A new body, called “Office for Talent”, will be set up in No 10 to encourage scientists, researchers and innovators to come to the country, the government has said.
It will be tasked with making immigration “simple, easy and quick” for those wanting to move to the UK.
The initiative comes as the UK seeks to recover economically from coronavirus.
Some scientists have warned that uncertainty over Brexit could lead to researchers leaving the UK.
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In addition, the government says its new Research and Development Roadmap will cut “unnecessary red tape” in a bid to encourage scientists, researchers and entrepreneurs to work and study in the UK.
The roadmap includes a £300m investment for upgrading scientific infrastructure and a promise to support “innovators and risk-takers”.
The plan also includes extending the time foreign graduates can stay after their PhDs are completed.
And, the government says, the roadmap will support efforts to tackle climate change, develop new medicines, strengthen national security and improve public services.
An Innovation Expert Group will also be set up to review how the government supports research “from idea stage right through to product development”.
Under a new graduate route, international students who complete a PhD from summer 2021 will be able to live and work for three years.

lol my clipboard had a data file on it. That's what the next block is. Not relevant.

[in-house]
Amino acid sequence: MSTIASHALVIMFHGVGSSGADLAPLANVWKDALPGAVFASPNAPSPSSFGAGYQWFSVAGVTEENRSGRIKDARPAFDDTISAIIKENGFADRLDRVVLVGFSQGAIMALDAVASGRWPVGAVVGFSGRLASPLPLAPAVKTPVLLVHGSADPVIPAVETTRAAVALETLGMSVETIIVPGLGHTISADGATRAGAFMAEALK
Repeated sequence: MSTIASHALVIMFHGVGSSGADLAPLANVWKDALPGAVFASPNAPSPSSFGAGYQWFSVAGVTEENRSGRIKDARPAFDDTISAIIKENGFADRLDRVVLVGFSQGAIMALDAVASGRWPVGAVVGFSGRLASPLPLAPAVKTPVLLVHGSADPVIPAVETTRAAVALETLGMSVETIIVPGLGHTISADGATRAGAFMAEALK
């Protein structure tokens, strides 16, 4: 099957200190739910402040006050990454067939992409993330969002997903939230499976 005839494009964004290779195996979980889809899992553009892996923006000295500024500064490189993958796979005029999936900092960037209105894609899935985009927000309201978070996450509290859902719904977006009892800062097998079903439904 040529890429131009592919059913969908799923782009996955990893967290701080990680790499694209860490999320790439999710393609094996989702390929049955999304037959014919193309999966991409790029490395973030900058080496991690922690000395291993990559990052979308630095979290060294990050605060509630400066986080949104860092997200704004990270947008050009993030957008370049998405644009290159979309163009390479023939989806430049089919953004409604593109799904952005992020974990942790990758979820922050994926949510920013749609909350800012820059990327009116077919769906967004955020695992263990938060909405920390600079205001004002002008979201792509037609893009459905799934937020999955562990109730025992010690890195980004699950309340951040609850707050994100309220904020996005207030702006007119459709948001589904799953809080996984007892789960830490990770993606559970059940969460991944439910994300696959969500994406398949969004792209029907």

The government also says it wants to change the immigration system to extend visa application windows for prospective students and remove study time limits for those at postgraduate level.
No 10 also plans to launch an innovation fellowship programme open to international and national digital and tech talent to help deliver public services
Business Secretary Alok Sharma said: “The UK has a strong history of turning new ideas into revolutionary technologies – from penicillin to graphene and the world wide web.
“Our vision builds on these incredible successes to cement Britain’s reputation as a global science superpower.”
In September of last year, a former government advisor said funding science was the number two priority after Brexit for the prime minister’s senior aide Dominic Cummings.
And writing in his blog in 2019 Mr Cummings said that the government spent about £250bn a year “with extreme systematic incompetence” and called for money to be spent on “high-risk-high-payoff visions”.
President of the Royal Society Venki Ramakrishnan said the UK’s success had been built on attracting talent from around the world, as well as home grown researchers, and welcomed steps to achieve that.
“Our participation in EU research programmes has benefited everyone and it is good to see the government’s renewed commitment to continuing that fruitful association.
“Maintaining the UK’s position as a scientific leader is essential to our long term success as a nation and will be crucial to rebuilding jobs and the economy as we recover from the pandemic.”
The UK government has said it wants to negotiate its continued participation within the Horizon Europe research programme as part of the post-Brexit talks, however a overall deal between the UK and EU has yet to be reached.